South Shore
South Shore
Offered by importcds__
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5.0 out of 5 stars Notable Introduction to an Important Young New York City-Based Composer, July 20 2015
This review is from: South Shore (Audio CD)
There’s almost a timeless quality to these miniature pieces found in Michael Vincent Waller’s “The South Shore”, a notable introduction to an important young New York City-based composer, whose works are being performed increasingly throughout the United States, Europe and East Asia. Waller is looking backward to composers from the Baroque and Second Viennese School periods, but blazing new musical terrain that is almost uniquely his, determined to offer listeners, works that, while deceptively simple, are indeed sophisticated in their scoring, especially with regards to counterpoint, and demand repeated listening. This two-cd set is a superb introduction to Waller’s music, tracing his strongly-felt affinities to the Baroque period, while also acknowledging his artistic debt not only to the Second Viennese School, but especially to the likes of Aaron Copland and Samuel Barber, without sounding derivative at all. For years he’s been fortunate to work closely with a varied, extremely talented, assortment of New York City-based classical musicians; one of whom, cellist Christine Kim, featured on many of the tracks, is also the album’s co-producer, along with Waller and Ryan Streber. But there are impressive performances too from musicians from Europe and Asia, including pianist Nicolas Horvath, flutist Luna Cholong Kang, and Dedaleus Ensemble, which commissioned Ritratto, a sextet for flute, alto saxophone, electric guitar, viola, cello and trombone, that had its American premiere in the Fall of 2013 at Brooklyn, NY performance arts space Roulette; its recording is a live performance from that concert.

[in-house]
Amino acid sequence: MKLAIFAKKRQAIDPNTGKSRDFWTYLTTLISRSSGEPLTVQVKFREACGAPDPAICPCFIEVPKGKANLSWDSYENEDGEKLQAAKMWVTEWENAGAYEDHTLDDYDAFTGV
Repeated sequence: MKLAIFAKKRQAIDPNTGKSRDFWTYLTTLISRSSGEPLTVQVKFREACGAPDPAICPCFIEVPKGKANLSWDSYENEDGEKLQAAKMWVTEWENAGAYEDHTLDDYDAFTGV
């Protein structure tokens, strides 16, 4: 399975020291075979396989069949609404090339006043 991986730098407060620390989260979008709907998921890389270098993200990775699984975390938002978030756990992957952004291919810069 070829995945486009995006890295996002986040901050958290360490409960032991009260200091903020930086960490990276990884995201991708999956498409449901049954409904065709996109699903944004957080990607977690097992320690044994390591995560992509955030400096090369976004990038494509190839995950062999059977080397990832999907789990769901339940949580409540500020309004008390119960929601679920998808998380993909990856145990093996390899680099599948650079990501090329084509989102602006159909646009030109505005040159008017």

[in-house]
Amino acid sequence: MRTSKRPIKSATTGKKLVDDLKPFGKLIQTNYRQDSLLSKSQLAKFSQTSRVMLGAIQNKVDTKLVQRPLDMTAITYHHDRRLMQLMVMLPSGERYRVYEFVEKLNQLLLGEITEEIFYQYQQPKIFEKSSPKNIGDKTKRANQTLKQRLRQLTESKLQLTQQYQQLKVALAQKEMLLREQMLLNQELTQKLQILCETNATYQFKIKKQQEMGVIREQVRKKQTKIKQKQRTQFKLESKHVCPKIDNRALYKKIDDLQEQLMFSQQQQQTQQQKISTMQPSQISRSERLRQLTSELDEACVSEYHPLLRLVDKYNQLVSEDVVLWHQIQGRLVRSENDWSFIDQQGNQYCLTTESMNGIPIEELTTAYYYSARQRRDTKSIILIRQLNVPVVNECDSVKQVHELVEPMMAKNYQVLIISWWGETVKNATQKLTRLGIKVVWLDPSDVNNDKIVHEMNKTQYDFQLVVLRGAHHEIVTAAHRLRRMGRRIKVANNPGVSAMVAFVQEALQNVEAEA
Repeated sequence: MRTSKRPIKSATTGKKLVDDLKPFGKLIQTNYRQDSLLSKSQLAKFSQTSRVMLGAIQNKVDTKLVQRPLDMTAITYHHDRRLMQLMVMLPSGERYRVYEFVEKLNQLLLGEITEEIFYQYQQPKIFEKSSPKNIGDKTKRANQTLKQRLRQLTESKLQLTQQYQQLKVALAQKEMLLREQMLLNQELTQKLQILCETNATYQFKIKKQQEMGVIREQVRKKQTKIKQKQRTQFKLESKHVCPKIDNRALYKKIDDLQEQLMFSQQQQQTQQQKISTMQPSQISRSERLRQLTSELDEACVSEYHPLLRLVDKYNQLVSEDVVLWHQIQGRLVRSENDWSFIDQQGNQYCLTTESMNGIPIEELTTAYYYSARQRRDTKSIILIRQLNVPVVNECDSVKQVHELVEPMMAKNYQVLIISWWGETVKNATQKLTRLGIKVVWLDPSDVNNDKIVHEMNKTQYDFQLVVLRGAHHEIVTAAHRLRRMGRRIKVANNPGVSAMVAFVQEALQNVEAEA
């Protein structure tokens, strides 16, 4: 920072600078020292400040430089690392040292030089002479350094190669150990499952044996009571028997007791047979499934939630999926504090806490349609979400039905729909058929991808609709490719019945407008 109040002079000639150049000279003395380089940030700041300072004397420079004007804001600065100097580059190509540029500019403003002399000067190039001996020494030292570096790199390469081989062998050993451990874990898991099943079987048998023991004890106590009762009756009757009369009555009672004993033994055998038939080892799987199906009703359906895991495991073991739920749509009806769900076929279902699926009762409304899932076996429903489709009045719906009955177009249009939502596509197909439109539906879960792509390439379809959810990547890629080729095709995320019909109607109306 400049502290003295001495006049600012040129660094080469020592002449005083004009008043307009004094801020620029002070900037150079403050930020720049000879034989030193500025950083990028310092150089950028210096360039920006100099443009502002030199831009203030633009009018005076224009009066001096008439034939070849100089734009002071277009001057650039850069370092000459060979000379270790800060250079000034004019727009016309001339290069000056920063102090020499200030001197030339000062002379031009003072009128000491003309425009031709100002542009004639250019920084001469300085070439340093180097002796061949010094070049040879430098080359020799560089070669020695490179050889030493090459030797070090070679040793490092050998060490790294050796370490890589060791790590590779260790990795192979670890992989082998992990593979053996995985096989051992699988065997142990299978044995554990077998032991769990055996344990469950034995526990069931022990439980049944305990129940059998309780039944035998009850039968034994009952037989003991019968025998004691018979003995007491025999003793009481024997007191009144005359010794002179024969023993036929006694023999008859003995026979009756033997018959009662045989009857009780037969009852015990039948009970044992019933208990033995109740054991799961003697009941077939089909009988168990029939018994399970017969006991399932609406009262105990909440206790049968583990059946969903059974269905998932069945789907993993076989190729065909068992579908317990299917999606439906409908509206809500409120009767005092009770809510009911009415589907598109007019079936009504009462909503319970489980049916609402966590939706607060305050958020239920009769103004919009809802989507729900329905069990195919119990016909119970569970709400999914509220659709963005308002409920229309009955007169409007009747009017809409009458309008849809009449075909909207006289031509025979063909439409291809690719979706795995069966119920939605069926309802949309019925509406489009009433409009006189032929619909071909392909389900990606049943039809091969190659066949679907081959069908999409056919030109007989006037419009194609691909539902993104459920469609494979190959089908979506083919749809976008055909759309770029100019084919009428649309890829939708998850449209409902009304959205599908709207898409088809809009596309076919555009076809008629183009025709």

Virtually all of the pieces on “The South Shore” were composed in 2013 and 2014, but an especially noteworthy exception is Waller’s compelling Baroque-tinged string trio from 2012, Per La Madre e La Nonna on the first CD, composed to celebrate his mother and grandmother’s introduction to his emerging talents in musical composition; at nearly ten and a half minutes, it is the longest piece listed on either CD. Other notable pieces on the first CD include his three-movement piano trio (Tre Pezzi per Trio di Pianoforte), the two-movement Nel Nomo di Gesu for cello and organ, and the solo organ piece Organum. Waller demonstrates repeatedly, his interest in composing melodies that may lead listeners to conclude that he is merely composing Baroque music for the 21st Century; one notable exception, which reflects his initial interest in contemporary atonal music, is his four-movement work for solo cello, Y for Henry Flynt, composed in 2012, with cellist Christine Kim, a most passionate advocate for it. “The South Shore” deserves ample praise for being a superb recording from a small label, XI records; it is also to my ears, one of the most intriguing, and enjoyable, recent recordings of classical music, and warrants ample consideration as one of this year’s best. If nothing else, “The South Shore” represents an important artistic “debut” of Michael Vincent Waller’s music; a young composer who seems poised to remain an important figure in New York City’s contemporary (classical) music scene.

The Water Knife: A novel
The Water Knife: A novel
by Paolo Bacigalupi
Edition: Hardcover
Price: CDN$ 22.49